As of early May, the US has begun the removal of its military assets from Saudi Arabia, some of which were introduced last year in response to the rising threats from neighbouring Iran.

Whilst the Saudi regime continues its caution towards Tehran, Trump’s actions suggest the US no longer sees the country as an immediate threat. 

The US has held ties with Saudi Arabia since 1933 when America began its search for oil in the Gulf Sea. Following this, Saudi Arabia has continued to be the second-biggest supplier of oil to the US, typically providing around 10% of the oil imported into the country. 

Throughout February, the Saudi regime supplied America with 455 barrels of oil per day.

In his legislative actions over the past year, Trump revealed a desire to develop relations with Saudi Arabia, as he vetoed two bipartisan bills that aimed to reduce the nation’s power. 

America has also held a significant military presence in the region, with a minimum of 5000 soldiers kept in Saudi Arabia since the first Gulf War in 1990. During the 2003 war with Iran, this figure was doubled to 10,000. 

The history of US-Iranian relations is a fraught one, spread over 65 years of complex threat and controversy. These testing ties began in 1953 when US and British intelligence agencies led a coup to overthrow Iran’s democratically elected Prime Minister, Mohammad Mosaddegh. 

This secular leader had planned to nationalise the nation’s oil industry, at the displeasure of Western powers. Since the very earliest US actions in Iran, oil has formed the lucrative crux of many manoeuvres.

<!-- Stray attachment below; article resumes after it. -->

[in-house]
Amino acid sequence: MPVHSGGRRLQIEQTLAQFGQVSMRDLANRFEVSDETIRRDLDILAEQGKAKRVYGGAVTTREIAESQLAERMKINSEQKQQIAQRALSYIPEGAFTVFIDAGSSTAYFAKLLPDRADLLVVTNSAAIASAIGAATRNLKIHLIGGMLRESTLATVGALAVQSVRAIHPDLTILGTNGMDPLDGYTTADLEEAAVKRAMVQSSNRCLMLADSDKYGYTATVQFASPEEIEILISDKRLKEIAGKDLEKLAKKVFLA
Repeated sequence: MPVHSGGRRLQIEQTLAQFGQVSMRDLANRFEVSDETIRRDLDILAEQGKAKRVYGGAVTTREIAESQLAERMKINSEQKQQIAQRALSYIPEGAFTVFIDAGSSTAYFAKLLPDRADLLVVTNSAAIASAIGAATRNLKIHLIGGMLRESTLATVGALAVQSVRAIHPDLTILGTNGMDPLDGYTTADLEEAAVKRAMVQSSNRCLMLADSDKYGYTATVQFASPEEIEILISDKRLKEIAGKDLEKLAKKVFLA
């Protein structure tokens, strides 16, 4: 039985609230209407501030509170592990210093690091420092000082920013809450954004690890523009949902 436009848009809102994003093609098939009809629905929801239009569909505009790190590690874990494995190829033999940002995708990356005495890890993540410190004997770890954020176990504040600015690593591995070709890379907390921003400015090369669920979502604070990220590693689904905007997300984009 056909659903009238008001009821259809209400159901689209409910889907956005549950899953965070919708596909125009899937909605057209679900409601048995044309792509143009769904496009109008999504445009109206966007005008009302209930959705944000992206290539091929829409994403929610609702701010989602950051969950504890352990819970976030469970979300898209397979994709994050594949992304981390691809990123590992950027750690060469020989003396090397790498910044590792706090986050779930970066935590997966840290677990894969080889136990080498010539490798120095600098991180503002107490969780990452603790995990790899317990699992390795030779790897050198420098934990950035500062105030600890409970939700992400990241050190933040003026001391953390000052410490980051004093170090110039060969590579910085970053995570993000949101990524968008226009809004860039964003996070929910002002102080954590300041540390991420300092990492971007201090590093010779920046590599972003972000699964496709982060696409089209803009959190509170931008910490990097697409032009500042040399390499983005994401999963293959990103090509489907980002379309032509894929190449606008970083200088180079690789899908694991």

Throughout 2019, Iranian relations with America and Saudi Arabia continued to sour, with tensions reaching their peak in the Abqaiq-Khurais attack. In this, drones were used to destroy the state-owned Saudi Aramco oil site at Abqaiq. 

Whilst Yemeni Houthis claimed responsibility for the attack, Iran was seen as the perpetrator by both Saudi and American officials. Following this attack, daily global oil production fell by 5%.

As America moves closer to its November election, Trump has shown an increased awareness of the rising unpopularity of his relationship with Saudi crown prince Mohammad bin Salman. 

This dissatisfaction with Saudi-American relations grew following the murder of dissident journalist Jamal Khashoggi in the Saudi consulate in Istanbul on 2nd October 2018. 

It was a brutal killing that received huge global criticism, yet one that Trump resisted holding the Saudi regime accountable for. 

More recently, Americans with shares in the oil industry have grown angry at the Saudi decision to continue to flood the oil market, despite the demand for oil falling greatly during the Coronavirus pandemic. 

This oversupply of oil saw US oil prices turn negative for the first time in history in late April 2020, in the middle of the deepest fall in demand for oil in 25 years. Following great economic instability, the Saudi’s have since stalled their oil production.

Whilst the president may have lessened his fears surrounding Iran, in early May 387/435 members of the US House of Representatives called for a continuation of a military and arms embargo against Iran. House members also called to carry on with the UN travel restrictions on “Iranian individuals” deemed as “dangerous.”

As President Trump continues with his electioneering amid the pandemic, America once more uses its controversial role in the middle east to send political messages to voters back home. 

Whilst many of us look to an uncertain future in a post-Coronavirus world, Trump keeps his gaze firmly set on November, and on winning the election.

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